Driver Group (LON:DRV) has had a great run on the share market with its stock up by a significant 21% over the last three months. However, we decided to pay attention to the company's fundamentals which don't appear to give a clear sign about the company's financial health. In this article, we decided to focus on Driver Group's ROE.
Return on Equity or ROE is a test of how effectively a company is growing its value and managing investors' money. Simply put, it is used to assess the profitability of a company in relation to its equity capital.
Check out our latest analysis for Driver Group
How Is ROE Calculated?
ROE can be calculated by using the formula:
Return on Equity = Net Profit (from continuing operations) ÷ Shareholders' Equity
So, based on the above formula, the ROE for Driver Group is:
1.8% = UK£371k ÷ UK£20m (Based on the trailing twelve months to March 2022).
The 'return' is the amount earned after tax over the last twelve months. Another way to think of that is that for every £1 worth of equity, the company was able to earn £0.02 in profit.
What Has ROE Got To Do With Earnings Growth?
Thus far, we have learned that ROE measures how efficiently a company is generating its profits. Based on how much of its profits the company chooses to reinvest or "retain", we are then able to evaluate a company's future ability to generate profits. Assuming everything else remains unchanged, the higher the ROE and profit retention, the higher the growth rate of a company compared to companies that don't necessarily bear these characteristics.
Driver Group's Earnings Growth And 1.8% ROE
It is quite clear that Driver Group's ROE is rather low. Even when compared to the industry average of 8.1%, the ROE figure is pretty disappointing. Therefore, it might not be wrong to say that the five year net income decline of 9.1% seen by Driver Group was possibly a result of it having a lower ROE. However, there could also be other factors causing the earnings to decline. For example, the business has allocated capital poorly, or that the company has a very high payout ratio.
From the 9.0% decline reported by the industry in the same period, we infer that Driver Group and its industry are both shrinking at a similar rate.
Earnings growth is an important metric to consider when valuing a stock. The investor should try to establish if the expected growth or decline in earnings, whichever the case may be, is priced in. This then helps them determine if the stock is placed for a bright or bleak future. If you're wondering about Driver Group's's valuation, check out this gauge of its price-to-earnings ratio, as compared to its industry.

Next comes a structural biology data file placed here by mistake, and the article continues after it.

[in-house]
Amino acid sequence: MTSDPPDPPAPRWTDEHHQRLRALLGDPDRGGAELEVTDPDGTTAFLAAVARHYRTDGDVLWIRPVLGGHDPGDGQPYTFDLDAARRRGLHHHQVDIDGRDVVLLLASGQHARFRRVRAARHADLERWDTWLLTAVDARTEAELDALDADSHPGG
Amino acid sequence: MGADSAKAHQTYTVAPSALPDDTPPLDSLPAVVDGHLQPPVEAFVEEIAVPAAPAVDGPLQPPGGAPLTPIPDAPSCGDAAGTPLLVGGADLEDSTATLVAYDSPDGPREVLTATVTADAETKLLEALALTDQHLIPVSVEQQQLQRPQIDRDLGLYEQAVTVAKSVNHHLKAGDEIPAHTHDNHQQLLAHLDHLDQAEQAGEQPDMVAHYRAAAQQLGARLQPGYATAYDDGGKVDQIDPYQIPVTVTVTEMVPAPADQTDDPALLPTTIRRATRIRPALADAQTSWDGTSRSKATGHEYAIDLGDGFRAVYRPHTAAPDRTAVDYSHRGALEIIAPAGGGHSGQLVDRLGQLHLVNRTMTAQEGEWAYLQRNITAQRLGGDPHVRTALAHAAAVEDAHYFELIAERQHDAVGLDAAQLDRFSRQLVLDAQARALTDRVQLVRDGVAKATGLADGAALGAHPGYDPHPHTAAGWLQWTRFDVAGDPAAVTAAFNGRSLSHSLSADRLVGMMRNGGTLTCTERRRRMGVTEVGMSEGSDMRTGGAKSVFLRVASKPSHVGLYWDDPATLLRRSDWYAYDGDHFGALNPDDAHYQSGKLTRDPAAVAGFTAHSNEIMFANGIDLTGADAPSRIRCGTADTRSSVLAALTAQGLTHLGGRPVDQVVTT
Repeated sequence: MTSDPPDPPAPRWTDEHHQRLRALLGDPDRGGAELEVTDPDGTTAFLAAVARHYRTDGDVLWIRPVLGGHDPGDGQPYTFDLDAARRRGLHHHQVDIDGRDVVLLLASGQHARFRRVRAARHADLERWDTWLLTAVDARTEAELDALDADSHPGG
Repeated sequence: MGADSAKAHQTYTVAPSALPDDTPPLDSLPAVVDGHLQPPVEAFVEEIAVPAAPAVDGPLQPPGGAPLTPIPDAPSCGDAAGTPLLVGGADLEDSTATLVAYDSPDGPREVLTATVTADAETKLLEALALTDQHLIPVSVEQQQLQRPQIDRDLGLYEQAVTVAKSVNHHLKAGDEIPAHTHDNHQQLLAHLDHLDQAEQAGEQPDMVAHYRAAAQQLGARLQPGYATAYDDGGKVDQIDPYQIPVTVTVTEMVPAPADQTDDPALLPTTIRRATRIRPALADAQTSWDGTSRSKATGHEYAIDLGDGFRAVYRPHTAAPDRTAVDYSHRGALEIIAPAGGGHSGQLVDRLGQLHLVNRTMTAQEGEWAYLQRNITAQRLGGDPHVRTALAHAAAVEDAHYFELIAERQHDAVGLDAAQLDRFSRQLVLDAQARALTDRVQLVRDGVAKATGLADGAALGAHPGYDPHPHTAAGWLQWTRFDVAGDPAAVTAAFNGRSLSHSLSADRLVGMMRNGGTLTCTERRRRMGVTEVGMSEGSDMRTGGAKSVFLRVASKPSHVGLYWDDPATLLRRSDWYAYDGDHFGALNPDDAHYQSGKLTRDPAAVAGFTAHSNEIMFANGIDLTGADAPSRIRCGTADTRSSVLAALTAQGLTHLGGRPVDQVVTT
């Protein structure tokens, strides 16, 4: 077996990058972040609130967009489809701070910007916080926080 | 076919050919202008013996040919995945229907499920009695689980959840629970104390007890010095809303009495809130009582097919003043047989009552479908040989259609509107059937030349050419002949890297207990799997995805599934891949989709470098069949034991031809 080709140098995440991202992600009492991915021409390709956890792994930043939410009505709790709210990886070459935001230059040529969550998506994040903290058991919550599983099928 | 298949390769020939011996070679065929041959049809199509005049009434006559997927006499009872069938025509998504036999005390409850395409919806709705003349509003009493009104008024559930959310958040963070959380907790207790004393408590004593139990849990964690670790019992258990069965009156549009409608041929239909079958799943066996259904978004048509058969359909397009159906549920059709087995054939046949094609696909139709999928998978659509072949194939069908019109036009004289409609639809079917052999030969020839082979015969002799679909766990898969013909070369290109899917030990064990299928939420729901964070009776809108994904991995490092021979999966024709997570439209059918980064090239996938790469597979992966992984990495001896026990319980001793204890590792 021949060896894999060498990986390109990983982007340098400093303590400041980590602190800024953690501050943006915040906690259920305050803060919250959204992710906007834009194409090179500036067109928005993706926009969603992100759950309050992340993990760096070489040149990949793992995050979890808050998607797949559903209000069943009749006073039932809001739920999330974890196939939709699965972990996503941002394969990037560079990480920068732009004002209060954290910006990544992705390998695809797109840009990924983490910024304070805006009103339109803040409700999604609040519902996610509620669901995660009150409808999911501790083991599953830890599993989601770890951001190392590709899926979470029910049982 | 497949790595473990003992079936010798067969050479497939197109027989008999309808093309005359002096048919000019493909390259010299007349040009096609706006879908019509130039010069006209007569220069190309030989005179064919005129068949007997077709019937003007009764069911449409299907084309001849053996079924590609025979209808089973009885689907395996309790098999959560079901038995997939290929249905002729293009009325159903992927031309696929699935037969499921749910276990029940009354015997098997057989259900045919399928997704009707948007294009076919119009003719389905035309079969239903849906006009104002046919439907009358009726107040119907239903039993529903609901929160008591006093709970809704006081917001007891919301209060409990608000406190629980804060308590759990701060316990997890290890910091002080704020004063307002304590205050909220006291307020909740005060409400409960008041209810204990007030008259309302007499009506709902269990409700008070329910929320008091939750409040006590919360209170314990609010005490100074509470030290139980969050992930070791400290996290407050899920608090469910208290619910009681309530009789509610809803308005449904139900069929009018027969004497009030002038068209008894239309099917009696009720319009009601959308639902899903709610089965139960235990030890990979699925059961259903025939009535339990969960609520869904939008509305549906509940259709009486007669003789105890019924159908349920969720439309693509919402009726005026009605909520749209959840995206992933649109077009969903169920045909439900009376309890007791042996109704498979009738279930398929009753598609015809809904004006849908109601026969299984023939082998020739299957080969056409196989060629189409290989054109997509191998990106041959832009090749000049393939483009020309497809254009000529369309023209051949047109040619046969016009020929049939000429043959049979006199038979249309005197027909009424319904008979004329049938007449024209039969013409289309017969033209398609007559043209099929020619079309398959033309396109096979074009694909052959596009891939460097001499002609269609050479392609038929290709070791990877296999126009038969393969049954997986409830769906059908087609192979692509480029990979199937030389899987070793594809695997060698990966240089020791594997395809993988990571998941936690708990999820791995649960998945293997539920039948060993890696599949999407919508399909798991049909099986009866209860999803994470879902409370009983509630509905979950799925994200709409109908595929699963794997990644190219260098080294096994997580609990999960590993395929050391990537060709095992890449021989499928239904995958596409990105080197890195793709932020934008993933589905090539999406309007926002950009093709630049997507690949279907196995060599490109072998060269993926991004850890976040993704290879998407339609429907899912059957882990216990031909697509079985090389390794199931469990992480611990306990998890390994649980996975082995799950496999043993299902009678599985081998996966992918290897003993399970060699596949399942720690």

Is Driver Group Efficiently Re-investing Its Profits?
Despite having a normal three-year median payout ratio of 34% (where it is retaining 66% of its profits), Driver Group has seen a decline in earnings as we saw above. So there might be other factors at play here which could potentially be hampering growth. For example, the business has faced some headwinds.
Moreover, Driver Group has been paying dividends for at least ten years or more suggesting that management must have perceived that the shareholders prefer dividends over earnings growth.
On the whole, we feel that the performance shown by Driver Group can be open to many interpretations. While the company does have a high rate of profit retention, its low rate of return is probably hampering its earnings growth. Having said that, looking at current analyst estimates, we found that the company's earnings growth rate is expected to see a huge improvement. Are these analysts expectations based on the broad expectations for the industry, or on the company's fundamentals? Click here to be taken to our analyst's forecasts page for the company.
Have feedback on this article? Concerned about the content? Get in touch with us directly. Alternatively, email editorial-team (at) simplywallst.com.
This article by Simply Wall St is general in nature. We provide commentary based on historical data and analyst forecasts only using an unbiased methodology and our articles are not intended to be financial advice. It does not constitute a recommendation to buy or sell any stock, and does not take account of your objectives, or your financial situation. We aim to bring you long-term focused analysis driven by fundamental data. Note that our analysis may not factor in the latest price-sensitive company announcements or qualitative material. Simply Wall St has no position in any stocks mentioned.